University professor told ‘let’s live in the Caribbean’ in racist letter

Professor Christopher Jackson said he is now wary of opening posts and emails (Image: MEN Media)

A university lecturer who has been sent vile letters telling him things like ‘let’s live in the Caribbean’ has said racist abuse has increased over the past four years.

Professor Christopher Jackson, a geologist at the University of Manchester, was told ‘black people like you are a complete disgrace’, ‘let’s live in the Caribbean’ and was asked ‘If this country is so racist, why are you here? ‘.

But when he reported the matter to Greater Manchester Police, he was initially told the force would not look into the matter further.

“If you read that letter out, if you scream at someone outside the pub, it’s threatening,” Professor Jackson told the BBC. Manchester Evening News.

“But the saddest thing for me is that it’s as expected.”

In a letter to Professor Jackson, the GMP said it would not investigate because the letter did not provide any ‘reasonable lines of inquiry to identify violators’ – although it was signed and provided email address.

However, after the case was initially closed, police said they have now reopened the case with “investigations still ongoing”.

In a statement, a GMP spokesperson said the case ‘was closed due to the length of time the crime took place until the crime was reported and the lack of evidence’.

“However, I can confirm that officers have been in contact with the victim and investigations are currently ongoing,” they said.

One of the letters that Professor Jackson received (Image: MEN Media)

Statistics show that less than 1%, 155 of the 23,000 university professors in the UK are black.

Professor Jackson, who was asked to give a Royal Academy Christmas lecture last year, said the abuse he received had increased as his profile grew.

‘I can say that racist abuse has increased dramatically over the last four years, since I’ve had something recorded on YouTube and I’ve done a TV show.

‘I think the more visible you are, the easier you become a target because people know you’re there.

‘The most dramatic example of all of this is someone like Marcus Rashford.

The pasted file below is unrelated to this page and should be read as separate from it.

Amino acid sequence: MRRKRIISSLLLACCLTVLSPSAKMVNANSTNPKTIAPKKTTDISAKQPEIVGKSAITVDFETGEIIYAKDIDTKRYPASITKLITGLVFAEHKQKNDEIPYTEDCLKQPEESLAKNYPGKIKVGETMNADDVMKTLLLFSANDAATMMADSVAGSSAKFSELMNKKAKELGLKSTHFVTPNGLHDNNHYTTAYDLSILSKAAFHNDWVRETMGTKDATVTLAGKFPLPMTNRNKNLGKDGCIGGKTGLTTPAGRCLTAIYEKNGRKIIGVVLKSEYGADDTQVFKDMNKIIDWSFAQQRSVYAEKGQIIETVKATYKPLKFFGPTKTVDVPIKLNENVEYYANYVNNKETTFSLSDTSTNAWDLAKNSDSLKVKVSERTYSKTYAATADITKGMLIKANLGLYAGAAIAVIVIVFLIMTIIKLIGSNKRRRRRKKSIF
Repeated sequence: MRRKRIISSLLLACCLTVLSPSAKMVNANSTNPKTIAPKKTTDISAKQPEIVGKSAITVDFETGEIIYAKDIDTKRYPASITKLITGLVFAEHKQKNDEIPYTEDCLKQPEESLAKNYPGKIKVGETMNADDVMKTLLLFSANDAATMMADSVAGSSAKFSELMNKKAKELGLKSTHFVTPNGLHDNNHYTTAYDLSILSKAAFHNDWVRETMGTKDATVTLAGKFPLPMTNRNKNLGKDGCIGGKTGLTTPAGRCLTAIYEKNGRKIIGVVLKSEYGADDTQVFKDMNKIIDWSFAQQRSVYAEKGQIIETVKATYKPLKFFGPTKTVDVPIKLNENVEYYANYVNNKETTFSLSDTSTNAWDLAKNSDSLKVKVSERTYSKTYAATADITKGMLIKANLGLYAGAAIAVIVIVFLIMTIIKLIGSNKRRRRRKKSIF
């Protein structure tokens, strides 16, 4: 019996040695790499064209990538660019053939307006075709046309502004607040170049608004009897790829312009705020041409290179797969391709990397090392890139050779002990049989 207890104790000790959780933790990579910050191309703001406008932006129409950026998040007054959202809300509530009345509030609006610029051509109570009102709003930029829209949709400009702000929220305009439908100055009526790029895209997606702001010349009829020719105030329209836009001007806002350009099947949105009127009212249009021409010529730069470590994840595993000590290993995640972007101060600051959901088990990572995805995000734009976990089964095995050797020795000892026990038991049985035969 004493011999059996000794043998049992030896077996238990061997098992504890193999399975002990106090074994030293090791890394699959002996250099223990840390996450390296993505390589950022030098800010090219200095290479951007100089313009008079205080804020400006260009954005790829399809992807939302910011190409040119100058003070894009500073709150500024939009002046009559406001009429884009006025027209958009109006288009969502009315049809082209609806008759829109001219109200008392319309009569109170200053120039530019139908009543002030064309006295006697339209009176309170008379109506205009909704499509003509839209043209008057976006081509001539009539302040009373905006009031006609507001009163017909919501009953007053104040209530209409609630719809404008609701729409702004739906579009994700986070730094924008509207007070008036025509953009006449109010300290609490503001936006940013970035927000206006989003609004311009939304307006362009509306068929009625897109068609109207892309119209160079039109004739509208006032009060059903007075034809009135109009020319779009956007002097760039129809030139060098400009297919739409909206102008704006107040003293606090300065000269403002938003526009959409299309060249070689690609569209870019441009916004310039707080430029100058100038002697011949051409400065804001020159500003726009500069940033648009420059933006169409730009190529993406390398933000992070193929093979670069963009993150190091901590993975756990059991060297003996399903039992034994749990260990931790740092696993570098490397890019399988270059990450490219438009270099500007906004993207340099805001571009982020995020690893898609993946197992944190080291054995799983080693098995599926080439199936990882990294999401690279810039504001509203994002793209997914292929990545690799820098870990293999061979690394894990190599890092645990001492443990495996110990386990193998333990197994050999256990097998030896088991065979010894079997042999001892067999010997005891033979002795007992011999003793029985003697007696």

He said: “Five years ago, nobody sent him death threats, but now he uses his platform for something other than making a lot of money as a player and People don’t like that.”

A letter that Professor Jackson received with a book argued that slavery was beneficial to blacks.

Professor Christopher Jackson has spoken openly about the abuse he has received (Image: MEN Media)

The sender wrote that they were ‘disgusted’ by Professor Jackson’s daughter saying she was glad he was no longer a slave.

But the father of three said he feels it is important to have conversations about racism with his children, aged 10, 8 and 5.

Professor Jackson said he was ‘quite thick’ – but admitted he was now wary of opening emails and letters.

‘Today, I’m a bit like what’s going to happen here, whether this is something racist or not, whereas five years ago I didn’t think so.

“Today, I think it might not be very good,” he said.

The University of Manchester says it is supporting Professor Jackson (Image: Getty Images)

Professor Jackson has taken to Twitter to spread awareness of the abuses faced by black academics on a regular basis.

He says by being open about the abuse, he hopes to achieve a positive outcome.

‘One of my parents said you’ll always find a way to bring someone down, just make sure it’s the right person.

“I think in this respect, this letter proves to me that I am doing the right thing because I have clearly caught people’s attention,” said Professor Jackson.

A spokesman for the University of Manchester said the university was aware of the ‘deeply distressing and heartbreaking incident’.

They said: ‘The university stands against racism and discrimination in all its forms.

‘Our staff and students have the right to feel safe while living, studying and working at university and we will continue to do all we can to ensure that this remains the case. .

‘We understand this is a police matter, but we will continue to support Professor Jackson through that process as well as our internal procedures.

‘If any of our staff or students feel they have been the victim of any form of discrimination, we encourage them to report it immediately to the relevant authorities or directly to the University. University.’

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Huynh Nguyen

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